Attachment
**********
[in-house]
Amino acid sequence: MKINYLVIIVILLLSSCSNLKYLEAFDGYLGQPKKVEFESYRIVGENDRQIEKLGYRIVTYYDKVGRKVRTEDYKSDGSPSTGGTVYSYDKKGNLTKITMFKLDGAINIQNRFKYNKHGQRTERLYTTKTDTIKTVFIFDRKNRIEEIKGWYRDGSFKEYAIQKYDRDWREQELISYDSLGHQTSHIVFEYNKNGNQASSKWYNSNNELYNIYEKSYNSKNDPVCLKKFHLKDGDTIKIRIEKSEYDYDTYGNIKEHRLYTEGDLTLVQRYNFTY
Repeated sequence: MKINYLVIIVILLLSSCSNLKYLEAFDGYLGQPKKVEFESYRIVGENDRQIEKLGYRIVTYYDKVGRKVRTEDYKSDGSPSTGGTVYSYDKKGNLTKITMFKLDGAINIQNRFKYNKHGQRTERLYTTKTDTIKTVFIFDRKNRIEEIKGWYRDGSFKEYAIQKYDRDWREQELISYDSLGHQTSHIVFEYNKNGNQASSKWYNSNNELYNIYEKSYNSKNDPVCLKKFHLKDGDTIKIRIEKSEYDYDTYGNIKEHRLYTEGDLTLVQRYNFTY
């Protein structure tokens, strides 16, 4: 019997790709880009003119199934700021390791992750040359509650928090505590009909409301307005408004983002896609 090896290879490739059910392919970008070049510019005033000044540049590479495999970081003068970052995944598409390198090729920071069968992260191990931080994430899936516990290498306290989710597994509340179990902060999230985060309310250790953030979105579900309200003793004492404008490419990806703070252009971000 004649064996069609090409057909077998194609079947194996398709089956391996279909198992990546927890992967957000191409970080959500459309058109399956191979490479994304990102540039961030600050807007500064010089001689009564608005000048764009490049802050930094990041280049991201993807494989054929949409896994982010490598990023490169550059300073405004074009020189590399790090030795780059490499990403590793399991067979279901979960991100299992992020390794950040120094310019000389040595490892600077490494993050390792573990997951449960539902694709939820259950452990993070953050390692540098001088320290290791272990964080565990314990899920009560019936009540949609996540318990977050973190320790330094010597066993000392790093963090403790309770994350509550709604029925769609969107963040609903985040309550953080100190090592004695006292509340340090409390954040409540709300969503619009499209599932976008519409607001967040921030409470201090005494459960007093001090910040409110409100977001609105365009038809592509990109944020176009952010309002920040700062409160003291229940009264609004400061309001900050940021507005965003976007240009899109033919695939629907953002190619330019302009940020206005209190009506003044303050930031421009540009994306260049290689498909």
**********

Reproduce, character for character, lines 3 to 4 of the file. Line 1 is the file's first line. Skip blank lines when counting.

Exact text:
Repeated sequence: MKINYLVIIVILLLSSCSNLKYLEAFDGYLGQPKKVEFESYRIVGENDRQIEKLGYRIVTYYDKVGRKVRTEDYKSDGSPSTGGTVYSYDKKGNLTKITMFKLDGAINIQNRFKYNKHGQRTERLYTTKTDTIKTVFIFDRKNRIEEIKGWYRDGSFKEYAIQKYDRDWREQELISYDSLGHQTSHIVFEYNKNGNQASSKWYNSNNELYNIYEKSYNSKNDPVCLKKFHLKDGDTIKIRIEKSEYDYDTYGNIKEHRLYTEGDLTLVQRYNFTY
């Protein structure tokens, strides 16, 4: 019997790709880009003119199934700021390791992750040359509650928090505590009909409301307005408004983002896609 090896290879490739059910392919970008070049510019005033000044540049590479495999970081003068970052995944598409390198090729920071069968992260191990931080994430899936516990290498306290989710597994509340179990902060999230985060309310250790953030979105579900309200003793004492404008490419990806703070252009971000 004649064996069609090409057909077998194609079947194996398709089956391996279909198992990546927890992967957000191409970080959500459309058109399956191979490479994304990102540039961030600050807007500064010089001689009564608005000048764009490049802050930094990041280049991201993807494989054929949409896994982010490598990023490169550059300073405004074009020189590399790090030795780059490499990403590793399991067979279901979960991100299992992020390794950040120094310019000389040595490892600077490494993050390792573990997951449960539902694709939820259950452990993070953050390692540098001088320290290791272990964080565990314990899920009560019936009540949609996540318990977050973190320790330094010597066993000392790093963090403790309770994350509550709604029925769609969107963040609903985040309550953080100190090592004695006292509340340090409390954040409540709300969503619009499209599932976008519409607001967040921030409470201090005494459960007093001090910040409110409100977001609105365009038809592509990109944020176009952010309002920040700062409160003291229940009264609004400061309001900050940021507005965003976007240009899109033919695939629907953002190619330019302009940020206005209190009506003044303050930031421009540009994306260049290689498909």